“Pure Marxism,” decried Rush Limbaugh in response to Pope Francis’ first encyclical, Evangelii Gaudium, or the Joy of the Gospel. Bill O’Reilly later said that Jesus, “wouldn’t be down,” with giving food stamps to the drug addicted: “If you’re an [addict] and you can’t hold a job, and you can’t support your children, … then you’re bringing the havoc. You’re asking people who may be struggling themselves to put food on the table to give their tax money to you, … and then you’re going to buy booze and drugs with it.” It looks like Pope Francis has rattled a few conservative cages with his new emphasis on the plight of the poor. Let me offer one reason why.
John Locke once famously suggested we are born but blank slates, and our conception of the world around us is nothing more than the sum total of our experiences imprinting themselves on that slate. Can you feel the passivity in those words? This particular theory went on to have a major impact in the 20th century, especially in the work of B.F. Skinner. Skinner figured, “Why stop at knowledge?” All of human behavior, Skinner thought, could be explained by how we respond to our environment leaving the individual’s role in this analysis more of an empty vessel.
Skinner was wrong, very wrong, and a young man from MIT, Noam Chomsky, made a name for himself in 1967 when he published an academic paper blowing Skinnerian Behaviorism out of the water. Skinner’s Behaviorism was a major theory in 20th century psychology, and, as a result, had a reasonably far-reaching impact on other disciplines. One example was its impact on the Nature/Nurture debate. Much of what we understand about human nature today comes to us through that debate. Nature/Nurture asks, “What role does the environment play in shaping our destiny as opposed to the genes with which our ancestors provided us.”
This is a very touchy argument. Since the dawn of science, racists have been using the “pro-gene” (Nature) argument to make the case that certain cultures, or peoples, are inherently inferior to others. The 19th century actually had a name for it: “The White Man’s Burden.” Liberals gravitated toward the environmental (Nurture) conclusion because it gave rise to an egalitarianism they were more comfortable with. It turns out that the truth is something in between, slightly favoring our genes, but we also have learned that the strong role our genes play needn’t give rise to those ridiculous racist arguments.
Here’s where it gets interesting. This conversation triggers a principle that philosophers call, “agency.” If we can take a child of any pedigree, and turn her into a sinner or a saint, a doctor or a thief, based solely upon what environment she’s subject to (an inner-city ghetto or elite private schools), exactly what room is left for “personal responsibility?” The choices she’s making are defined by her environment. She’s reacting, albeit with a textured richness commensurate with the complexity of her brain, but reacting nonetheless.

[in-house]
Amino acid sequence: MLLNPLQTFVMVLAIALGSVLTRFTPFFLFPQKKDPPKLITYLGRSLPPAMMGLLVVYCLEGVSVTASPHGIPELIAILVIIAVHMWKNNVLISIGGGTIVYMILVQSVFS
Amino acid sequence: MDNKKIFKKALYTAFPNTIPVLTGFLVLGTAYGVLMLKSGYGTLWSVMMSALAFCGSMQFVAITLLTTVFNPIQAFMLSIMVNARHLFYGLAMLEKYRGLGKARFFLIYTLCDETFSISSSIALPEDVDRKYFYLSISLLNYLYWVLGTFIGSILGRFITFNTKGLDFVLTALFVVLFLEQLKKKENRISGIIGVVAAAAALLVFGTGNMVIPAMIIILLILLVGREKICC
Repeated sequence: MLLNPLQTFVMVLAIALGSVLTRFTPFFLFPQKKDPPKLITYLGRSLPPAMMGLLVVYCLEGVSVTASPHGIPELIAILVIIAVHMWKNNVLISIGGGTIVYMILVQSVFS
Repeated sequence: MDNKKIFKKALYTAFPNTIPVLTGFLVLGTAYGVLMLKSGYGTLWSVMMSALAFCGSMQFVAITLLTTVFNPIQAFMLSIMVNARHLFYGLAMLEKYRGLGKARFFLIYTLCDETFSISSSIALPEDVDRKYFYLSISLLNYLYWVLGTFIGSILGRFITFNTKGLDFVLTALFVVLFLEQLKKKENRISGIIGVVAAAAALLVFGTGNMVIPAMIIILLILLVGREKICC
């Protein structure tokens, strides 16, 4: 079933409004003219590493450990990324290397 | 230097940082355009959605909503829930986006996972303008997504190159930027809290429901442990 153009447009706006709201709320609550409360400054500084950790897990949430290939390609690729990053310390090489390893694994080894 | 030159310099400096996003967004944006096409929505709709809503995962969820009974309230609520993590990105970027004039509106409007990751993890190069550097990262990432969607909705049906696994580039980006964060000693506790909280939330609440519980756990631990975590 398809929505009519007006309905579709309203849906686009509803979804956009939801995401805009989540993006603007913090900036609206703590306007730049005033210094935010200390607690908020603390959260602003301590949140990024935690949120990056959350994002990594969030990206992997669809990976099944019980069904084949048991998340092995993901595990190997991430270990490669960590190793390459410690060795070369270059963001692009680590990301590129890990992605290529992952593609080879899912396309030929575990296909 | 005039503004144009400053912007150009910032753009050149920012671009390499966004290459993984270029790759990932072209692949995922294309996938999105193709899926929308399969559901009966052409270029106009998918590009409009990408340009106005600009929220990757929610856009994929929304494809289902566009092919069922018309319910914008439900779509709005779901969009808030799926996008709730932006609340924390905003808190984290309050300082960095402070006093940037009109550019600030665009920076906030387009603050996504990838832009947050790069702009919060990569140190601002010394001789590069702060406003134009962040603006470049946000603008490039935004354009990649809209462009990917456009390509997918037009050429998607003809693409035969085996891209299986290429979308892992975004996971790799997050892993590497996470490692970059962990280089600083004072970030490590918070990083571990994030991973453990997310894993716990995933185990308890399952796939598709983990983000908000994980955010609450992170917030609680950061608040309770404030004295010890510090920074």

Sure, she can choose between reading the New York Times and the Washington Post on any given morning, but her environment has defined the limits of her world as well as her idea of right and wrong just as it has from culture to culture and age to age since the dawn of time. Behaviorism fell by the wayside, but the independent science behind Nurture remained strong.
Modern American conservatism represents a triumph of the rich and powerful over all who remain in this country. Our proud progressive roots, from FDR to the Great Society, evidenced a strong Christian morality for caring for the most vulnerable among us while, at the same time, recognizing that without middle-class labor the rich and powerful in this country would have nothing. The wealthy now had to distract the middle class while they dismantled this tradition.
They chose a divide a conquer strategy, but to succeed – to pit the middle class against the poor – the poor could not simply be victims of their own circumstance. They had to be at fault. They had to bear the blame for the very poverty that shackles them. We live in a capitalist system that has a built in, “structural,” unemployment rate. When everything is working great, this system guarantees an impoverished underclass. Meanwhile, there are CEOs in this country at the helm of multi-million or multi-billion dollar corporations who will die of lung cancer because they can’t quit smoking.
When the poor lose their battle against the mental health and drug addiction issues that bedevil them, we throw them in jail. When the rich and powerful succumb to their own avarice, we bail them out, give them a tax break and send them on their way. Pope Francis hasn’t just embraced the original teachings of Jesus of Nazareth by pointing to Republican policies such as supply-side economics as the cause of the problem, he’s warming the glue that binds together an entire power structure.
Mike Frates practices criminal law in the City of New Bedford, Massachusetts. Originally published in the New Bedford Standard Times, December 12, 2013.